Second, Jeff Chester, one-man monitor of concentration among the communications conglomerates, reminds us how we were almost deprived of the good works of Norman Lear. Citing a Writer's Guild of America statement on harmful vertical and horizontal integration in television, he notes that Norman Lear (and his colleague Bud Yorkin) made two pilots for ABC of the controversial series All in the Family. ABC kept asking him to water it down, soften it, blur the edges. Lear refused and took the series to CBS, where he was allowed to follow his vision and create one of the groundbreaking shows of all time. As the WGA notes, "He could do that only because he owned it. Today, the network would have an ownership position and would be able simply to fire Lear and replace him with a writer and producer who would do what they wanted." As a result Lear made his fortune and has used it, among other things, to purchase one of the few surviving original versions of the Declaration of Independence and to found People for the American Way, which fights to put the principles of the Declaration and the Bill of Rights into practice. A recent example: turning the national spotlight on a Bush court nominee with an abominable civil rights record, as described by John Nichols in this week's issue.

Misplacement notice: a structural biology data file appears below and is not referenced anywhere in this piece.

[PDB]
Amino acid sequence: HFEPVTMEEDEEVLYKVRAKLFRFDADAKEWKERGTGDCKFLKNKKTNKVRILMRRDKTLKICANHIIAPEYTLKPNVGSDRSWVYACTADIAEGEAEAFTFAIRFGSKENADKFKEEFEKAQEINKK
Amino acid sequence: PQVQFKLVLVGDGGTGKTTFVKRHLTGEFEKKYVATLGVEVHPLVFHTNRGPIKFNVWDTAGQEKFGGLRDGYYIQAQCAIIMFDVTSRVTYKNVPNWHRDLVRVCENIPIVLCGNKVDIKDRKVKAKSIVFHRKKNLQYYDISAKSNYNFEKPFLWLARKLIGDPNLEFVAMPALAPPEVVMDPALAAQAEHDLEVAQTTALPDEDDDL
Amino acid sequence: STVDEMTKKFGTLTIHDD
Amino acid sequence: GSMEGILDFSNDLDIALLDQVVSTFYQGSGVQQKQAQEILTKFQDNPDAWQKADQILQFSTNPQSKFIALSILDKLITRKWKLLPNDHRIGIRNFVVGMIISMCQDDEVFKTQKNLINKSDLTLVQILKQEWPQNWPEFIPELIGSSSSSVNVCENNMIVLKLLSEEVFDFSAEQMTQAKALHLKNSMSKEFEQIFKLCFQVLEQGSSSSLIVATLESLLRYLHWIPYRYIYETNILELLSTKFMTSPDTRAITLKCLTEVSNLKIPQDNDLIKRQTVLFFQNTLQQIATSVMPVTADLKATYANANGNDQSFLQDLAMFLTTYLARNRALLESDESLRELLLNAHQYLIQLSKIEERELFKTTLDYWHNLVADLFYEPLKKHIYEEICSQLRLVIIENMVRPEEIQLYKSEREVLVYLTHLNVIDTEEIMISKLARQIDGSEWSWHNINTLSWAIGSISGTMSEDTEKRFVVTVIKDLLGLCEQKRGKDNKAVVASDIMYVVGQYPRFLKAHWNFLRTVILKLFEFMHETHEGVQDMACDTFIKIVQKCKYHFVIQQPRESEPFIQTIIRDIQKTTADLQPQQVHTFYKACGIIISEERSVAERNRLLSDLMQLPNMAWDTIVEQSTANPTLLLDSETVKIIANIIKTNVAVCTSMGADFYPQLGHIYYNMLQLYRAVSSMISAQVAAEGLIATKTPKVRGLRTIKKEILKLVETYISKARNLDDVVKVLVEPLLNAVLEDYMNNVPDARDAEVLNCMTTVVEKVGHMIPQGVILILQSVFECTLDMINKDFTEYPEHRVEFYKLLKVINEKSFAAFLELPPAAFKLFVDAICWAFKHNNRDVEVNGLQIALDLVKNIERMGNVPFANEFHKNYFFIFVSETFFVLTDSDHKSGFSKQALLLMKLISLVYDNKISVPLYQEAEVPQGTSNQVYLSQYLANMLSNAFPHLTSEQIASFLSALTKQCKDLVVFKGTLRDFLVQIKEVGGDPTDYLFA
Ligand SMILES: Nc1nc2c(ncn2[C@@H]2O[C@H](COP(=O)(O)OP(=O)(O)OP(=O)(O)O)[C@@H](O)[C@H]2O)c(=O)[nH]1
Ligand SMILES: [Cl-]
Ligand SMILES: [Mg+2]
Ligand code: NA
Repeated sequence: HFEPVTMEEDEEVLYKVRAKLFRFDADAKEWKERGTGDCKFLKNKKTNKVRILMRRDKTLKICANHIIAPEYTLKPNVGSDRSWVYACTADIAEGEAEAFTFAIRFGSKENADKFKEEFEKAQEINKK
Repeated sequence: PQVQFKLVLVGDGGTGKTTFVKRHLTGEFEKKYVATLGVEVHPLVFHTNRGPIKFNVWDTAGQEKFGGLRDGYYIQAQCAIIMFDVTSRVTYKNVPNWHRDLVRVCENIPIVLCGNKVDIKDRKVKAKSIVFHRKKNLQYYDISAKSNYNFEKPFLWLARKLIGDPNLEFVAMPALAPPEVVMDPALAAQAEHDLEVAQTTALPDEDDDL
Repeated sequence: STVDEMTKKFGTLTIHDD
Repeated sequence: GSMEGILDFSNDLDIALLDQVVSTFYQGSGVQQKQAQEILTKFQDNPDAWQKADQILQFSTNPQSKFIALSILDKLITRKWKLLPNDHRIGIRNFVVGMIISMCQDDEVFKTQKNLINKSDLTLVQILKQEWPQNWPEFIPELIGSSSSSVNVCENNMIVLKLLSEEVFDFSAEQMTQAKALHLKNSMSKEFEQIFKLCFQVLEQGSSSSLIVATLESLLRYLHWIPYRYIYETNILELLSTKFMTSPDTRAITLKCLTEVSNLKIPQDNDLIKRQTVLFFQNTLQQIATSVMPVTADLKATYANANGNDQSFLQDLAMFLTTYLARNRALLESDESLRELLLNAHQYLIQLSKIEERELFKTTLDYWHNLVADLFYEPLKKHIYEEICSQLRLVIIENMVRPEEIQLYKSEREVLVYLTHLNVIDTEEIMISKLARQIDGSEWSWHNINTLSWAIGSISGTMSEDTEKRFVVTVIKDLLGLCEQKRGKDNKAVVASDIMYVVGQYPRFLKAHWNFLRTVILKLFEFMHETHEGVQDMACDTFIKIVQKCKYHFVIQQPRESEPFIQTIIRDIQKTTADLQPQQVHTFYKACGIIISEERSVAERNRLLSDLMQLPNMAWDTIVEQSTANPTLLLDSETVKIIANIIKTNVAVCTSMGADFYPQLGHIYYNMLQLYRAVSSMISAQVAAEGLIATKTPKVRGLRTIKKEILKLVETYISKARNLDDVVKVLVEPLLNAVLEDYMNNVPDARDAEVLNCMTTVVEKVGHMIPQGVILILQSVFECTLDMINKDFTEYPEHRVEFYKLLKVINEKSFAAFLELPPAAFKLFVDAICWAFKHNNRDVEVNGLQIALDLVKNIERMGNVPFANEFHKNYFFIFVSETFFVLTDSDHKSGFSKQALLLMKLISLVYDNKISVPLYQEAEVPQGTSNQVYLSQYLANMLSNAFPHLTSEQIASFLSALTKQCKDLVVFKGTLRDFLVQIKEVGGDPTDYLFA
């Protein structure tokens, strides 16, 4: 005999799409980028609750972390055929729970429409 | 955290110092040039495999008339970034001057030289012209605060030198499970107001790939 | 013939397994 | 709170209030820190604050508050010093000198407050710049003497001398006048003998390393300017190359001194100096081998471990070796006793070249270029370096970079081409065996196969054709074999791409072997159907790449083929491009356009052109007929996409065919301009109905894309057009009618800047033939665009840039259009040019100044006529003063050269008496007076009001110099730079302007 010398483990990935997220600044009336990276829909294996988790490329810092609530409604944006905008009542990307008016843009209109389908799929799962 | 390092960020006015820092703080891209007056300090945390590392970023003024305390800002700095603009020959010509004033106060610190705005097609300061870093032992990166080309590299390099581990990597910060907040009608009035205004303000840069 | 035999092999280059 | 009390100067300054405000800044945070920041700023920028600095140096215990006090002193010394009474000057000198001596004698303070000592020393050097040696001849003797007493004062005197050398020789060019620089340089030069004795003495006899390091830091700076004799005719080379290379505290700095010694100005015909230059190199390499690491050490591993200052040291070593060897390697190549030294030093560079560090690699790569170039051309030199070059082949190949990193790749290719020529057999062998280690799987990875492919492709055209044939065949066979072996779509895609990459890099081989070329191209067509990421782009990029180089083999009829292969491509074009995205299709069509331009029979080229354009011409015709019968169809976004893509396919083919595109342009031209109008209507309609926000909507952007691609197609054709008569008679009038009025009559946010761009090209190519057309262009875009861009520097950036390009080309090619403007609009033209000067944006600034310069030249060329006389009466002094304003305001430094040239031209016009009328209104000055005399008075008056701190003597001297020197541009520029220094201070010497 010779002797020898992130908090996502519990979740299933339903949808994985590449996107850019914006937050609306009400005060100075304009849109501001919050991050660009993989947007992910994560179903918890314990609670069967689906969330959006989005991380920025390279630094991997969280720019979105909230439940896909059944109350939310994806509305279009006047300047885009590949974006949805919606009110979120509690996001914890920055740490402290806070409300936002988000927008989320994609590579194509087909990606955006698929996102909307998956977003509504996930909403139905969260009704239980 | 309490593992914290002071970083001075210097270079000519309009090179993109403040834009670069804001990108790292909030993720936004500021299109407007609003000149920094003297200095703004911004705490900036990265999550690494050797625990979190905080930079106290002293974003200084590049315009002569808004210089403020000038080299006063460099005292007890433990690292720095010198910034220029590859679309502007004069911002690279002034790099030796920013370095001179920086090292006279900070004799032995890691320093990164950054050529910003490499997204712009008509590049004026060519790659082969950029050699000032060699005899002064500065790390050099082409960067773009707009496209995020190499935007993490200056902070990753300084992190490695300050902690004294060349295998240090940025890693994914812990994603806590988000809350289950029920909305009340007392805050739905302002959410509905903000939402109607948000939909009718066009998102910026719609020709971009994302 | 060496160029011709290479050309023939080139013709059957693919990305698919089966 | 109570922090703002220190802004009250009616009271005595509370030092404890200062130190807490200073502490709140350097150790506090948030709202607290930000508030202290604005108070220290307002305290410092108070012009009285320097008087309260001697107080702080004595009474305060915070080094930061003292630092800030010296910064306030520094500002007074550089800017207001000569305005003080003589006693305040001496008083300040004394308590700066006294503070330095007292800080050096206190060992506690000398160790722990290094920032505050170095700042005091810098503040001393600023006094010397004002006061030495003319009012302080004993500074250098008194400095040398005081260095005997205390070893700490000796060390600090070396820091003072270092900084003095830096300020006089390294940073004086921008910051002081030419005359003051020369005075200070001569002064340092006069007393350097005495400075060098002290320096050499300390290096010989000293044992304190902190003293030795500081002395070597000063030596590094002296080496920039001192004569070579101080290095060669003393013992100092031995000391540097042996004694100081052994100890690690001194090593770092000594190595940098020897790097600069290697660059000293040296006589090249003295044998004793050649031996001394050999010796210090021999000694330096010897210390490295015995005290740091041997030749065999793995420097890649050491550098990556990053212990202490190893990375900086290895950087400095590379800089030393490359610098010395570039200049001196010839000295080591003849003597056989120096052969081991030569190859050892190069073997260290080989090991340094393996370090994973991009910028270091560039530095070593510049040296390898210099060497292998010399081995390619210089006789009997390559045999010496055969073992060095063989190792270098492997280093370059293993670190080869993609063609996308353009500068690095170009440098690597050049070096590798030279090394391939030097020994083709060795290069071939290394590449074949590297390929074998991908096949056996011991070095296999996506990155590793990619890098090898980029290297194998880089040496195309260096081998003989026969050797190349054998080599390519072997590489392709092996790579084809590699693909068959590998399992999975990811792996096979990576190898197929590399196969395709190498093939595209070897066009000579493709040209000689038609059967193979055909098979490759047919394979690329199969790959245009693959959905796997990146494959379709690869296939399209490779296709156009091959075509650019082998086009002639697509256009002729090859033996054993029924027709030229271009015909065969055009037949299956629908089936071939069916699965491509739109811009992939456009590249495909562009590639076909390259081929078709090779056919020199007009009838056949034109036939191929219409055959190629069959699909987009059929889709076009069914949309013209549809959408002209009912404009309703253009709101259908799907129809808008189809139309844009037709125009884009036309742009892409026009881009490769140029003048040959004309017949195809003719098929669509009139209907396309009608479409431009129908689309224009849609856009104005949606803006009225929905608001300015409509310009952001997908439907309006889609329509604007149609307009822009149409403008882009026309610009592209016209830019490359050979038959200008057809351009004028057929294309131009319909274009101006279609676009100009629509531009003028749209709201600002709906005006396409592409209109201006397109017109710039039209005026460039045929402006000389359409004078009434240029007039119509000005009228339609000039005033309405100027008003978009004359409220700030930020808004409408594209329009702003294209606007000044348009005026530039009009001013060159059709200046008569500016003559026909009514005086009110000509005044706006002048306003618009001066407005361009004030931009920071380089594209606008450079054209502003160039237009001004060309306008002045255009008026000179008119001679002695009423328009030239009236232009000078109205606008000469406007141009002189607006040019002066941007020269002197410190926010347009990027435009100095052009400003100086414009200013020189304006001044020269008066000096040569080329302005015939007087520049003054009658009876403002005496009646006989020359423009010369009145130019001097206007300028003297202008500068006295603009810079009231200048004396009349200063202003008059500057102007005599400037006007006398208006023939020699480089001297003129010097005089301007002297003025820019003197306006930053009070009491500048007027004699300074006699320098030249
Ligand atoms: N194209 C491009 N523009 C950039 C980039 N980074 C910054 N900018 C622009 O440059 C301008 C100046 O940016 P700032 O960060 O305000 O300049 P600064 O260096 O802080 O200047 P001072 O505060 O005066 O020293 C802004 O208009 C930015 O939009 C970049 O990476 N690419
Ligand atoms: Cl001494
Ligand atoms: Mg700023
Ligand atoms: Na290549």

We take our hat off to Bill Moyers and Norman Lear.
The Federal Communications Commission is presently conducting an inquiry--a "rulemaking"--to determine whether to relax, or even to eliminate, the remaining few regulations that limit how many me
Media consolidation is creeping in slowly while the public’s attention is elsewhere—is it too late to fight back?
John Stossel has high Q-ratings, so he doesn't have to worry about the rules.
To keep the press free, Ben Franklin made sure that periodicals once got preferential treatment from the USPS. It's time to revisit that idea again.
Cultural critics and producers sound off on Big Media.
Getting serious about media reform: at a standstill now, the media reform movement's time has come.
The rise of the media cartel has been a long time coming. The cultural effects are not new in kind, but the problem has become considerably larger.